The deaths don’t stop there, as Alex’s other son, Paul, had an incident on a boat in 2019. He and his friends had spent the whole night partying. It has been reported that Paul’s friends called him by the nickname “Timmy” when he was drunk because it seemed as though alcohol changed him into a different person entirely. Reportedly, he would get much more reactive and violent, almost vicious. His friends alleged that on that night, he had been arguing with his girlfriend, Megan Doughty, and had assaulted her. A few hours later, Paul smashed the boat into a wooden piling, ejecting all of his passengers. Everyone survived except for young Mallory Beach, whose body was found floating in the water days later, broken and drowned. Only a few hours after Paul and his friends were carted to the hospital, Alex Murdaugh arrived and tried to convince one of the friends, Connor Cook, that he had been driving the boat. After this failed, Richard Murdaugh III, Alex’s father, arrived at the hospital and stopped police from questioning his grandson, again wielding his status as a former Solicitor as a legal weapon. Again, Alex was allowed to stroll into the crime scene with immunity, this time with his wife Maggie.

This was the first event in a chain that would expose to the world the evil and corruption of the Murdaugh family, and specifically, Alex Murdaugh. 

The next suspisious event was the death of the Murdaughs’ housekeeper, who “tripped” and fell down the stairs of the Murdaugh hunting estate, with Alex being the sole witness. The housekeeper died hours later in the hospital, and Alex told her sons, the Satterfields, that they should sue him, suggesting they should hire his old college friend. Alex and his friend collaborated behind their backs, and the sons sued without any knowledge that the accused was raking in the money they were paying. Brian, one of the brothers, was mentally impaired and low on money, and Alex watched as his trailer was foreclosed due to the expense, knowing the money was flowing right into his bank account. As people began to grow suspicious of Murdaugh’s practices, the Satterfield settlement was recalled, and people started to notice subtle irregularities. This would lead to more discoveries, and as more and more cases of potential fraud and theft started to crop up, suspicions rose.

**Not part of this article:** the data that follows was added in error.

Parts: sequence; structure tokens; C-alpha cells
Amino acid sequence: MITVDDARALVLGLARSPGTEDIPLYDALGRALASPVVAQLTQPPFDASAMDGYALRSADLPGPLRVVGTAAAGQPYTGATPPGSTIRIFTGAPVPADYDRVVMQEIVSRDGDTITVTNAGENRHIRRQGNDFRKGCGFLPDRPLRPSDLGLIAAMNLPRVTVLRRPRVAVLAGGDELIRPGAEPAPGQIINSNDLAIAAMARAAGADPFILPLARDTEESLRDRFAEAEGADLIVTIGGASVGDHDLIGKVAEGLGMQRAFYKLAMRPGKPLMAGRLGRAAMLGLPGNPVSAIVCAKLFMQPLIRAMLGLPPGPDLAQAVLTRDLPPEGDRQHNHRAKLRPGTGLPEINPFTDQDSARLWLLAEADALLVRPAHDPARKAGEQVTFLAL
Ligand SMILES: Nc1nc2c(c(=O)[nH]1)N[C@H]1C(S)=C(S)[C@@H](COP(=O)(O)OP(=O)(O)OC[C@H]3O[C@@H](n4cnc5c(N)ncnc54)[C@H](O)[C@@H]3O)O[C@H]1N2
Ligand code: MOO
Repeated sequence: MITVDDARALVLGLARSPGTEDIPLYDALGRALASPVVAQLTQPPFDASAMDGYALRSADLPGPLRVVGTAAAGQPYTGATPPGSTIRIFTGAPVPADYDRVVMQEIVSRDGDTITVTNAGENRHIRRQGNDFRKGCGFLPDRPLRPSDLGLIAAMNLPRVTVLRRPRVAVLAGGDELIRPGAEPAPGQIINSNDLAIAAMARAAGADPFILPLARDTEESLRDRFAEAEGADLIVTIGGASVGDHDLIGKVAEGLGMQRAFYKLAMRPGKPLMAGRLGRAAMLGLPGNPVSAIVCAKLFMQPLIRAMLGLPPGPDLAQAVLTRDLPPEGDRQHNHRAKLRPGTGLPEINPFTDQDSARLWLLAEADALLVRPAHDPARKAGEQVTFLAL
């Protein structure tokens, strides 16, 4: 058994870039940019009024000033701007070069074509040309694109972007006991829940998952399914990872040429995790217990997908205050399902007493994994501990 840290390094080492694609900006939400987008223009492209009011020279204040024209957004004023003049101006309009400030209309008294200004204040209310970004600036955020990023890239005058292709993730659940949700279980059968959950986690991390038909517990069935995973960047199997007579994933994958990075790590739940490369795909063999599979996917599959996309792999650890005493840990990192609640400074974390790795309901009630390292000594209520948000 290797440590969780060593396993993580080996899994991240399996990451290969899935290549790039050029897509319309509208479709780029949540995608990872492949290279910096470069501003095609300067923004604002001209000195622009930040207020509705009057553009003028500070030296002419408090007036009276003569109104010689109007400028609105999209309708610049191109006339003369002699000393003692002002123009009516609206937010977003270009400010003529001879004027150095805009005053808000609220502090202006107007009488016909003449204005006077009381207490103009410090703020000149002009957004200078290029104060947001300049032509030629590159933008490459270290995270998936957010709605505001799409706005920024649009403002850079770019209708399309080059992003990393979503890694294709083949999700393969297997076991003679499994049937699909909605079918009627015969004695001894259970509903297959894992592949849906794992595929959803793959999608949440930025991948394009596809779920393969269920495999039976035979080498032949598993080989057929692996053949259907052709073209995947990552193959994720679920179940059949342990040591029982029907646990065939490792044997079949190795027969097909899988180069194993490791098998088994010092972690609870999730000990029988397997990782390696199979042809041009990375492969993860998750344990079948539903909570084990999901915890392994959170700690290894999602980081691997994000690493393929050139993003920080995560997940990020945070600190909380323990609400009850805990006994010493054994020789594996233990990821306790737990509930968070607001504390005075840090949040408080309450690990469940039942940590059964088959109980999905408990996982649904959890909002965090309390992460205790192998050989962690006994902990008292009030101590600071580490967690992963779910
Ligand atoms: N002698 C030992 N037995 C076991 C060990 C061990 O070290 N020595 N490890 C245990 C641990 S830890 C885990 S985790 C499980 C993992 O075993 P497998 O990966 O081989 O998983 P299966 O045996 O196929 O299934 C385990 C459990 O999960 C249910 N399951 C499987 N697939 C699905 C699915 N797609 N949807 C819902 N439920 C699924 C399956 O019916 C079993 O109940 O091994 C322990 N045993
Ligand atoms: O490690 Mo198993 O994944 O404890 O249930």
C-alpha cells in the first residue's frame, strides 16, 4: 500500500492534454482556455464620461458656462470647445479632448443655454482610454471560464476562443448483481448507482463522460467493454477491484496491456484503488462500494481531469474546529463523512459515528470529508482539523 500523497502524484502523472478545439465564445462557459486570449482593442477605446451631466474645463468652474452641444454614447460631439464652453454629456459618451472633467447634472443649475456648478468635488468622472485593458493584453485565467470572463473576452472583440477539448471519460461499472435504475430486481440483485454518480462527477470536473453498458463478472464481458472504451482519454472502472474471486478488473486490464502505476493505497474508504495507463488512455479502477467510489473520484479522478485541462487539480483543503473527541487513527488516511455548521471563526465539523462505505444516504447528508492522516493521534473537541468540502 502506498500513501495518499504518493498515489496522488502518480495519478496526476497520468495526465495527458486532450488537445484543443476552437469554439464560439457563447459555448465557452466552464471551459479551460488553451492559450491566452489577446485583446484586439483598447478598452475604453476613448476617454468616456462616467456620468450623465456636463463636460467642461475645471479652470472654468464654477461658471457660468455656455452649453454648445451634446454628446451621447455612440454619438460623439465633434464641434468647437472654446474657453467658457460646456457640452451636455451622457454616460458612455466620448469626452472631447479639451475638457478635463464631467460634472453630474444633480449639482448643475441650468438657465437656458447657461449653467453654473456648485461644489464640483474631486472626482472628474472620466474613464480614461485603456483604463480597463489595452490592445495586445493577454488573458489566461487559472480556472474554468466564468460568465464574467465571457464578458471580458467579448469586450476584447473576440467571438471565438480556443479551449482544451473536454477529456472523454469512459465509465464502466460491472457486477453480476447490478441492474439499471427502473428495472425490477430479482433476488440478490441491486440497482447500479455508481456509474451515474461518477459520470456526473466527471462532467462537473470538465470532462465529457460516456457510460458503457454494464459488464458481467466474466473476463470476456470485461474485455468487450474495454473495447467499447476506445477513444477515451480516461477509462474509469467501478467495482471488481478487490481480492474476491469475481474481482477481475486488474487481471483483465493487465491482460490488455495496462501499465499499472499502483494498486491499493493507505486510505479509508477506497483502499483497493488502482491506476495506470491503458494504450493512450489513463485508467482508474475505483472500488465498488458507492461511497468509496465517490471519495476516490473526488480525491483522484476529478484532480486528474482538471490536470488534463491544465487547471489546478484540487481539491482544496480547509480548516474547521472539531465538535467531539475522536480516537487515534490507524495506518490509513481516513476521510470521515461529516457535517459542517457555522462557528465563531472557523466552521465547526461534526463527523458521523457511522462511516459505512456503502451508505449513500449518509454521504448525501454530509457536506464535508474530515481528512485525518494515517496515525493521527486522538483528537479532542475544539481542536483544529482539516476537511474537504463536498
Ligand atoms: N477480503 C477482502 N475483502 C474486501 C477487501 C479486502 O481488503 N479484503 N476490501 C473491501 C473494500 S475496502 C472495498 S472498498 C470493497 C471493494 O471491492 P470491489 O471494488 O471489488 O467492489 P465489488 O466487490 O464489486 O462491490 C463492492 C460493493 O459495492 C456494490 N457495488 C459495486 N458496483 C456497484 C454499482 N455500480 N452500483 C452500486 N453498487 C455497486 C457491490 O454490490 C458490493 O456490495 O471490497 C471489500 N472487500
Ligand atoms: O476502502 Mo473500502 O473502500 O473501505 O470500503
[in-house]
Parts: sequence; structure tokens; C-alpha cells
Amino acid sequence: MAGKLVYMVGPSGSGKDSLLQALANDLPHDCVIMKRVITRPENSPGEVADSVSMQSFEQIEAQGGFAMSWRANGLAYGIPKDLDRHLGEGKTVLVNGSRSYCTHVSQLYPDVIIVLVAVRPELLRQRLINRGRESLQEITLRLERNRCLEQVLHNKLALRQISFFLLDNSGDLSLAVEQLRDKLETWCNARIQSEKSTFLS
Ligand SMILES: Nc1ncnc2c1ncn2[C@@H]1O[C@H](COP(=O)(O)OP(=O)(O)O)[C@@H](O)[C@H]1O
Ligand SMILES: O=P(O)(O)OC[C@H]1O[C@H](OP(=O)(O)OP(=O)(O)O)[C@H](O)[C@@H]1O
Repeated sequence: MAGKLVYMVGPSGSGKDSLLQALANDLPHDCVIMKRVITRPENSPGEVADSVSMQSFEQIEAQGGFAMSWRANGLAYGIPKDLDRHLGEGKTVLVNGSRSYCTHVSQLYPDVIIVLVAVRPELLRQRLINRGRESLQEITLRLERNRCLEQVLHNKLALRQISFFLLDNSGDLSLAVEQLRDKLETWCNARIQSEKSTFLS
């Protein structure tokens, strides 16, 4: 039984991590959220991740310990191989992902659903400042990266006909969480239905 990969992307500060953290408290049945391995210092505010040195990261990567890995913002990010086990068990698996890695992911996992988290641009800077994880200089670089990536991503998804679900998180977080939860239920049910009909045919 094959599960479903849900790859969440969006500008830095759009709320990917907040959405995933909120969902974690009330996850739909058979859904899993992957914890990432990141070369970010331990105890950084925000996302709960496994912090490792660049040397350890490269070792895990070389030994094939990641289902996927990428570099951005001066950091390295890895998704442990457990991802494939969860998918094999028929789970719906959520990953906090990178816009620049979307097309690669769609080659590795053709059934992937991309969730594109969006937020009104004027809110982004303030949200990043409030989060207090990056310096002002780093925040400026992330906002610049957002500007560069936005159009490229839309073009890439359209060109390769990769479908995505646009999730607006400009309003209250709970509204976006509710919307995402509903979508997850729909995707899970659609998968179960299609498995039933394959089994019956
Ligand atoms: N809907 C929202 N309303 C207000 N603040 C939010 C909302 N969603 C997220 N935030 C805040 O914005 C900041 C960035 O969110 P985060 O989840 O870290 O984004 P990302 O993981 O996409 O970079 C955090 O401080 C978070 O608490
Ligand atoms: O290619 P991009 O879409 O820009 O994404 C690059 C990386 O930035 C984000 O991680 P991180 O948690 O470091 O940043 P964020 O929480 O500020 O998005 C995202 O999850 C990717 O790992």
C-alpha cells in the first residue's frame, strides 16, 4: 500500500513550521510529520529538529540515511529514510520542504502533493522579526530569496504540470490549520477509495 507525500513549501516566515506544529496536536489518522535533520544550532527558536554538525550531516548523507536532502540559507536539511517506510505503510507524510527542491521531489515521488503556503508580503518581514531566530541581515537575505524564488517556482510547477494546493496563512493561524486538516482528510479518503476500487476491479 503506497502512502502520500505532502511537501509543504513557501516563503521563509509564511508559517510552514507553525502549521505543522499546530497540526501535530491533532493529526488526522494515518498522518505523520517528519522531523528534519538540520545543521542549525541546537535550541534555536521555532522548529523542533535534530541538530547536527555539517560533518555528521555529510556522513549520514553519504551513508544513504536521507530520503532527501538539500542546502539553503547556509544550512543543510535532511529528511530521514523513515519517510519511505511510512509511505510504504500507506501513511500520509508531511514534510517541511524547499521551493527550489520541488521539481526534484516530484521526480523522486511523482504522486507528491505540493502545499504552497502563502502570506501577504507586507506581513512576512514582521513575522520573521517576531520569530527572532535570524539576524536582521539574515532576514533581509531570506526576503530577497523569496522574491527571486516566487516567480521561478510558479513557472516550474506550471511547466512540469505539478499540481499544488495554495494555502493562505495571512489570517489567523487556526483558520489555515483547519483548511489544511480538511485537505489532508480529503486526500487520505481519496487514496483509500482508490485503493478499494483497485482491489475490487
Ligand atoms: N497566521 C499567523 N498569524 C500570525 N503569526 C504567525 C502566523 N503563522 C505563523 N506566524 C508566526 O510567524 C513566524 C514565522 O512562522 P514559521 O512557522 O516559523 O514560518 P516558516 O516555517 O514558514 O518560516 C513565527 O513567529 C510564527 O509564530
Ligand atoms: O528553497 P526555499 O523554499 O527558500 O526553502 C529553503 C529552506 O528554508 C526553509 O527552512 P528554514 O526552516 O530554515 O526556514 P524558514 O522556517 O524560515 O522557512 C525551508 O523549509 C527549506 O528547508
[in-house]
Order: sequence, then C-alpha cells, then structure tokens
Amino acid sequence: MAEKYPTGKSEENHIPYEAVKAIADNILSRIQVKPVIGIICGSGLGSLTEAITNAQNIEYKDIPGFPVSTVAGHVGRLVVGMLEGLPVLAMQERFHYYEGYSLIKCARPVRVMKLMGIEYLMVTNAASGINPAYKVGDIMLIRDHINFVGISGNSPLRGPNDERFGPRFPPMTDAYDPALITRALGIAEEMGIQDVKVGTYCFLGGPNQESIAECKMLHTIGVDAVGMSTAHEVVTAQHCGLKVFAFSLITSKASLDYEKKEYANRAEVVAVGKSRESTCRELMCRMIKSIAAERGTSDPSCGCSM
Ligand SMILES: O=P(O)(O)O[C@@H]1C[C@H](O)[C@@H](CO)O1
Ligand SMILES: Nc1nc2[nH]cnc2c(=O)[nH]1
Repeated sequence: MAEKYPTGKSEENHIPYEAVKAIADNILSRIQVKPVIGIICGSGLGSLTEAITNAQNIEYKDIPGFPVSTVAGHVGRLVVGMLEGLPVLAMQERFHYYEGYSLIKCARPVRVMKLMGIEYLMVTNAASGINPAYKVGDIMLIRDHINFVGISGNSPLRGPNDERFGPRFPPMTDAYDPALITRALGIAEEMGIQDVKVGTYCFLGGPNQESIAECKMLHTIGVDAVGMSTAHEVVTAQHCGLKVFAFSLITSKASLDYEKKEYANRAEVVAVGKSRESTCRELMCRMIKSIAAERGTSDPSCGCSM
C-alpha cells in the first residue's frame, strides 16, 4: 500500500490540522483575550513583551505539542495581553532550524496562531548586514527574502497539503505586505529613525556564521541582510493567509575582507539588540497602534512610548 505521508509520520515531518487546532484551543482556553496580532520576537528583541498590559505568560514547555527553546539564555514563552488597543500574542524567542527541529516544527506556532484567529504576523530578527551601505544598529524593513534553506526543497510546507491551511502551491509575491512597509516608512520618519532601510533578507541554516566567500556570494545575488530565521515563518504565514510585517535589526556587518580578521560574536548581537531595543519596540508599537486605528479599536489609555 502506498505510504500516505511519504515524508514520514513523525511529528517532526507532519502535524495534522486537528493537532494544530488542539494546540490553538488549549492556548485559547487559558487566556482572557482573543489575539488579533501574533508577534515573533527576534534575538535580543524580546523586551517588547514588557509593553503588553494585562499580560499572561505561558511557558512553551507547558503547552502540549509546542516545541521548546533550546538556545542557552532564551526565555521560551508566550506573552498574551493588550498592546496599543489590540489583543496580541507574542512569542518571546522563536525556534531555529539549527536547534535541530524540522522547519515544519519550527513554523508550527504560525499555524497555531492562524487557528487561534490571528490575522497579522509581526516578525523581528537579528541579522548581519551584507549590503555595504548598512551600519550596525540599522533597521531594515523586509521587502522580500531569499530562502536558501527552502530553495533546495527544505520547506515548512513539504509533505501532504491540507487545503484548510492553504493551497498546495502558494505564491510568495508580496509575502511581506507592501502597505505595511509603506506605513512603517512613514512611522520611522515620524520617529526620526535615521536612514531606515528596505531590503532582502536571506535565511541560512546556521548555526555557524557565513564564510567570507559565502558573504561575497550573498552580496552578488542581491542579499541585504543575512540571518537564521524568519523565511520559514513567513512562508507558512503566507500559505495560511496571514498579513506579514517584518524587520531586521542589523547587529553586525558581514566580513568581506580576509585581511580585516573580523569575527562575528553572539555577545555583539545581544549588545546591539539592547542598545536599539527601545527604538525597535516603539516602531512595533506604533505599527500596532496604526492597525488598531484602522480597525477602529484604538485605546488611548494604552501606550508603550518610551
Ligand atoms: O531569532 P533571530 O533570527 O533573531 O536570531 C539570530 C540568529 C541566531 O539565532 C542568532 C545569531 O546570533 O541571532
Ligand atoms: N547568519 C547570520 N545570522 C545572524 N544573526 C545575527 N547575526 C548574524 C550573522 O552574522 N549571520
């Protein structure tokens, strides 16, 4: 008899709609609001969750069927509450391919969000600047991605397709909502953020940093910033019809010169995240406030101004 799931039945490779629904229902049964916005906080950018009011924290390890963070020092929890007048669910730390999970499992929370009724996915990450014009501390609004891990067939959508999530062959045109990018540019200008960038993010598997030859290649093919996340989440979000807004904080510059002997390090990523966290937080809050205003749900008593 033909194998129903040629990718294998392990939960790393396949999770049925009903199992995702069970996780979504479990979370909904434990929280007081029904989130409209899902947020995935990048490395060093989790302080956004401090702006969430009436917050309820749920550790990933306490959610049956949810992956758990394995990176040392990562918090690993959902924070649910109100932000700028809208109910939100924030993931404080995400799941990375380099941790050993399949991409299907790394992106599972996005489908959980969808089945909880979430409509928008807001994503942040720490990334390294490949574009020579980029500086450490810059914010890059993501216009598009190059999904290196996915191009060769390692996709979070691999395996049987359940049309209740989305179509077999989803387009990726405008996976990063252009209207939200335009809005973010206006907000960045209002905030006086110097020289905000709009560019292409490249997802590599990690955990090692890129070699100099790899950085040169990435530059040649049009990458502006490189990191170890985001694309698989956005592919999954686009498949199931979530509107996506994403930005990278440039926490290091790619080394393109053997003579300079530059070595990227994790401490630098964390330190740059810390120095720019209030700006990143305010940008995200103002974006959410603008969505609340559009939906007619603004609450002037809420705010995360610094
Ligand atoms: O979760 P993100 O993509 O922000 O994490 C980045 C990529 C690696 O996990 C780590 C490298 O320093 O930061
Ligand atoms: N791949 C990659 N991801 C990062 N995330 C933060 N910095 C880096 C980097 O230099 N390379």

On July 7, 2021, Murdaugh loaded a shotgun and a semi-automatic rifle, shouldered them, walked into the family stable, and slaughtered Paul and Maggie Murdaugh where they stood in a desperate attempt to pull suspicion away from his financial crimes, which had very nearly been unveiled during the Beach family’s lawsuit.

After the murders, having pinned the crime on an unknown intruder, Alex attempted to regain some credibility with his law partners, but by that point, too many irregularities had been found in his financial records and he was forced to resign. 

Mere days later, Alex called 911. He had been shot in the head.

His shooter was his cousin Eddie, a longtime friend of Alex’s and the man who supplied him with oxycodone, an addiction on which he reportedly had spent millions of stolen dollars. Murdaugh’s plan was to hire Eddie to kill him, saving himself from the inevitable trials he was facing and leaving millions in life insurance to his remaining son Buster. Eddie’s incompetence with a gun both saved Murdaugh’s life and ended it, as Alex would be sent, only a few years later, to live the rest of his life in prison with only a scar on his head to remind him of his failures. 

There have been many twisted people and many horrible murderers, but few have been so menacing as Alex Murdaugh, a man who would do literally anything to others to help himself. I don’t think there will ever be another story that matches up to the Murdaughs’ in terms of pure ridiculousness and unadulterated evil. At least I hope not.